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Back with more threading problems: Okay I have two threads , each are both basically two loops. They are both operating on the same data list. Now, each element in the list has a critical section like so: me[x]->Edit(); //enter critical section // do stuff to me me[x]->DoneEdit(); // leave the problem is I think that Thread1 has not sent it's me[x] back into memory, even after it leaves the critical section. And while Thread2 is operating on it, Thread1 writes to memory. How can I make sure that both these threads can operate on the same data? Without locking out the whole list? Thanks again [Edited by - MetaKnight on June 1, 2006 2:13:37 PM]

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Try making m[x] volatile by using the volitile keyword. This will keep the compiler from doing some optimizations like you describe

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Hmmm, I kinda doubt making it volatile is going to solve his problem. In fact I doubt it has anything to do with one of the threads not having written its data back to memory, but it's hard to see what might be causing this unless you post the relevant code here. I'd be interested to see the actual loops as well as the implementations of the Edit() and DoneEdit() methods.

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Quote:
 Original post by MetaKnightHow can I make sure that both these threads can operate on the same data? Without locking out the whole list?

Your threads are not changing the list itself, only the elements contained therein, right? If so, mutex-protecting the whole list isn't going to do anything for you since you've already given the individual list elements mutex protection.

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According to this that's exactly what volatile would do (in the given example). Other than that though I have no other ideas, I'm not really a multithreaded programmer.

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Quote:
 Original post by MetaKnightme[x]->Edit(); //enter critical section// do stuff to meme[x]->DoneEdit(); // leave

This is one of the most important uses of the RAII idiom.
class Locker {public:  Locker(Me& me)  : m_me(me)  { m_me.Edit(); }  ~Locker()  { m_me.DoneEdit(); }private:  Me& m_me;};// somewhere in code  {    Locker lock(*me[x]);    // .. do something with me  } // guaranteed critical section release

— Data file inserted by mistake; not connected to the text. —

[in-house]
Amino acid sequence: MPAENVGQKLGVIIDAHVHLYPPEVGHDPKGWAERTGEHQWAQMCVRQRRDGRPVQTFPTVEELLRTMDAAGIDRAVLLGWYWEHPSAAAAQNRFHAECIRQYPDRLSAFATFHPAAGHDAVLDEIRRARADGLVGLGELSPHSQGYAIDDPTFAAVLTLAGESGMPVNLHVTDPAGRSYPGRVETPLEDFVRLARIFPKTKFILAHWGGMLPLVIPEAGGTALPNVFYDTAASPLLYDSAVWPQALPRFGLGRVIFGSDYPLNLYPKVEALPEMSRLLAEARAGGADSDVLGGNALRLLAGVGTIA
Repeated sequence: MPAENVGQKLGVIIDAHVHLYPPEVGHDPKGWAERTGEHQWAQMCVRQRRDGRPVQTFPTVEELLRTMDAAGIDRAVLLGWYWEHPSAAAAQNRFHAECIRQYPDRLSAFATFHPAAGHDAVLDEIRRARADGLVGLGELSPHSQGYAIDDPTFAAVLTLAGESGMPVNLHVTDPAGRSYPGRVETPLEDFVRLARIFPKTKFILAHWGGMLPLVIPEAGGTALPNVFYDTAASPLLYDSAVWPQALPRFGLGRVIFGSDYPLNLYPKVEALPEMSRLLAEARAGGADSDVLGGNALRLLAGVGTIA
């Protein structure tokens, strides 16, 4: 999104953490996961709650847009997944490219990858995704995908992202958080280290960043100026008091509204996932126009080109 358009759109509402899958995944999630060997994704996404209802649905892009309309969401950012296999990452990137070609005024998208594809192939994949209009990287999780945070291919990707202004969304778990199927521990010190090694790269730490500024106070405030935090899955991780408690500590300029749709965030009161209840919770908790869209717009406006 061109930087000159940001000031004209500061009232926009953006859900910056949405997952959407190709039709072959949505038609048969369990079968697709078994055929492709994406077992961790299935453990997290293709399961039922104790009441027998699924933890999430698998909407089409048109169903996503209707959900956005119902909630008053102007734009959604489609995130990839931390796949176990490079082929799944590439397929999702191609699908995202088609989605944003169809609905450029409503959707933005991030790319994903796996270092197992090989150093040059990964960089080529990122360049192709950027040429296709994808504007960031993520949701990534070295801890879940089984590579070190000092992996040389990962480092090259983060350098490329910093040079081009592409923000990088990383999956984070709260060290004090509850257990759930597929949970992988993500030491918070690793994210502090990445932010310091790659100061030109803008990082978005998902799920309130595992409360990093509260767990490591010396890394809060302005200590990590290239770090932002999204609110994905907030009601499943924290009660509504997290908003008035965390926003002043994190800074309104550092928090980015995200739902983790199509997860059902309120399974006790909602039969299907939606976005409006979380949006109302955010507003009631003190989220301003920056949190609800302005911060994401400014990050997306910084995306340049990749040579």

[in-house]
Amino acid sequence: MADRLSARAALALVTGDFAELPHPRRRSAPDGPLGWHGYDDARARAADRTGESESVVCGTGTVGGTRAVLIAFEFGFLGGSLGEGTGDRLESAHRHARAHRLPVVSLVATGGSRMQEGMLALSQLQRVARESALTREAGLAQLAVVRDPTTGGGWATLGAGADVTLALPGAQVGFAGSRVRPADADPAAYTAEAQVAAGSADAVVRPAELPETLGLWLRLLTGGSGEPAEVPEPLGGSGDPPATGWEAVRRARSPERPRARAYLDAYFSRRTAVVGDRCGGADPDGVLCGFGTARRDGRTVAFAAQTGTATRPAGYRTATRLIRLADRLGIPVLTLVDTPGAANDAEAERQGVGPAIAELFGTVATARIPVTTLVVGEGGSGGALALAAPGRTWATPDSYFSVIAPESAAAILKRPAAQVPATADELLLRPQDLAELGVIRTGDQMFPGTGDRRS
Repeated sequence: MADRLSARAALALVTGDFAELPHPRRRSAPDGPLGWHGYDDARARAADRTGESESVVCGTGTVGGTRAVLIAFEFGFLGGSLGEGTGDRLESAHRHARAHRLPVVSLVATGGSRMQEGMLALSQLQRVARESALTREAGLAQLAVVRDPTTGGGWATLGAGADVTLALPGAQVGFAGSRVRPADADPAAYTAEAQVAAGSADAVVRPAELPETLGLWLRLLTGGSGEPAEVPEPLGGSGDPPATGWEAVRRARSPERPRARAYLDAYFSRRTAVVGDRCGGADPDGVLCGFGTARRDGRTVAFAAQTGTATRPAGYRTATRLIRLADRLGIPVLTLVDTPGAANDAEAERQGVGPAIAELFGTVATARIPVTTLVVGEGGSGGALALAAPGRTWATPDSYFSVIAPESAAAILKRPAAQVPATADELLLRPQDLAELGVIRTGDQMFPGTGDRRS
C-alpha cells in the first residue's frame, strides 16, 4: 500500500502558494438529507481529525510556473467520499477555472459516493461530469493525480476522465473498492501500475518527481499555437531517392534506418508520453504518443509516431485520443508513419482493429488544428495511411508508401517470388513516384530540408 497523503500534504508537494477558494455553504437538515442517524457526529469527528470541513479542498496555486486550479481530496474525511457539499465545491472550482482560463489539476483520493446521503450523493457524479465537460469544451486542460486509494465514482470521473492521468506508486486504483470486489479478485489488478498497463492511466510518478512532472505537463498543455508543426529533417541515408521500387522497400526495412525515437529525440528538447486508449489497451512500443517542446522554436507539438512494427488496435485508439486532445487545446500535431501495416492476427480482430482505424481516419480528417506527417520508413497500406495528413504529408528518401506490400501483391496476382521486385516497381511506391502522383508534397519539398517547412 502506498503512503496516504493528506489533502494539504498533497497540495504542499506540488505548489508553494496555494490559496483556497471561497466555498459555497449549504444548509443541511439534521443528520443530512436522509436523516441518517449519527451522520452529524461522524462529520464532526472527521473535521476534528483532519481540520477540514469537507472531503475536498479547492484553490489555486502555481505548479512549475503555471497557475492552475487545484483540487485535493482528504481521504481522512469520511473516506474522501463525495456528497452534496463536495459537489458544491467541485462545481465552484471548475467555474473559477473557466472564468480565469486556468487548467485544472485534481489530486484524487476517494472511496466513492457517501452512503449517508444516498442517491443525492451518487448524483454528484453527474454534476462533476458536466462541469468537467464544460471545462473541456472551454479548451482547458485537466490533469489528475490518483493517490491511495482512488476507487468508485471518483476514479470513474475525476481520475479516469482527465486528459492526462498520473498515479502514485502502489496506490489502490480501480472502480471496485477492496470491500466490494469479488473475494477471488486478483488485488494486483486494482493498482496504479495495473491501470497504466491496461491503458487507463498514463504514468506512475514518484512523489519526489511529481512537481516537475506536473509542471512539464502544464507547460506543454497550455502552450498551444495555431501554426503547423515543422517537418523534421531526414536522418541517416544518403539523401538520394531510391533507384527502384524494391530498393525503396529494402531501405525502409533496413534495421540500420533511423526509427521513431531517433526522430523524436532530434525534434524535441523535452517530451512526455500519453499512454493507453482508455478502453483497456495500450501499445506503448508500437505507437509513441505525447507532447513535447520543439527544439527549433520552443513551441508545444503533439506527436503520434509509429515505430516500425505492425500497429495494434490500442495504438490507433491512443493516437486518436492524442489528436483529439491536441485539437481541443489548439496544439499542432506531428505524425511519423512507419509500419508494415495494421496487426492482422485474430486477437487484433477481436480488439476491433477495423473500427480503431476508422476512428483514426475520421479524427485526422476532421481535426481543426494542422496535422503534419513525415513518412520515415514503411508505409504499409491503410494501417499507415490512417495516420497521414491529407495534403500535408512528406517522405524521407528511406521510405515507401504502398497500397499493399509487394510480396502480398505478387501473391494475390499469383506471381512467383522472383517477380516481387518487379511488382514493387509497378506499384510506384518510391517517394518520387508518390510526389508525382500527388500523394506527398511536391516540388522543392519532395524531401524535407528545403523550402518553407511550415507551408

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Correct.

critical section good solution

Kuphryn

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Quote:
 Original post by perfectly_darkAccording to this that's exactly what volatile would do (in the given example). Other than that though I have no other ideas, I'm not really a multithreaded programmer.

From the article you posted:

Quote:
 In short, data shared between threads is conceptually volatile outside a critical section, and non-volatile inside a critical section.

There you have it. If you're correctly using mutex-protection, there is no way your variable can somehow get corrupted by another thread. Shared data may very well be volatile in nature outside of critical sections, but who cares? If you're in any way accessing shared data outside a critical section then you're doing something that you MUST not do, and your program is simply incorrect. IMHO.

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okay I took out all the weird parts of my code and ran this, and it still has the same problem so here is the data for each thread:

this is what edit and done-edit look like
gameNode::gameNode() {	InitializeCriticalSection(&mySection);}void gameNode::Edit(){	EnterCriticalSection(&mySection);}void gameNode::DoneEdit(){	LeaveCriticalSection(&mySection);}

this is what the first thread basicaly looks like
gameNode *gameRunner = NULL;for(list<gameNode*>::iterator iter = gameList.begin();iter != gameList.end();iter++){	gameRunner =  (*iter);	gameRunner->Edit();	gameRunner->Run();	gameRunner->DoneEdit();}

and the other thread looks the same except insted of ->Run is ->Draw

Now when I try to make
gameNode *gameRunner = NULL;
into
volatile gameNode *gameRunner = NULL;

but then each funtion gets an error like so:

error C2662: 'gameNode::DoneEdit' : cannot convert 'this' pointer from 'volatile gameNode' to 'gameNode &'

error C2662: 'gameNode::Edit' : cannot convert 'this' pointer from 'volatile gameNode' to 'gameNode &'

error C2662: 'gameNode::Run' : cannot convert 'this' pointer from 'volatile gameNode' to 'gameNode &'

Ive never had to use volatile before, I have always issumed that Critial section took care of this for me.

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Quote:
 There you have it. If you're correctly using mutex-protection, there is no way your variable can somehow get corrupted by another thread. Shared data may very well be volatile in nature outside of critical sections, but who cares? If you're in any way accessing shared data outside a critical section then you're doing something that you MUST not do, and your program is simply incorrect. IMHO.

Ah, I understand now. As I said, I'm not really a multithreaded programmer [grin]

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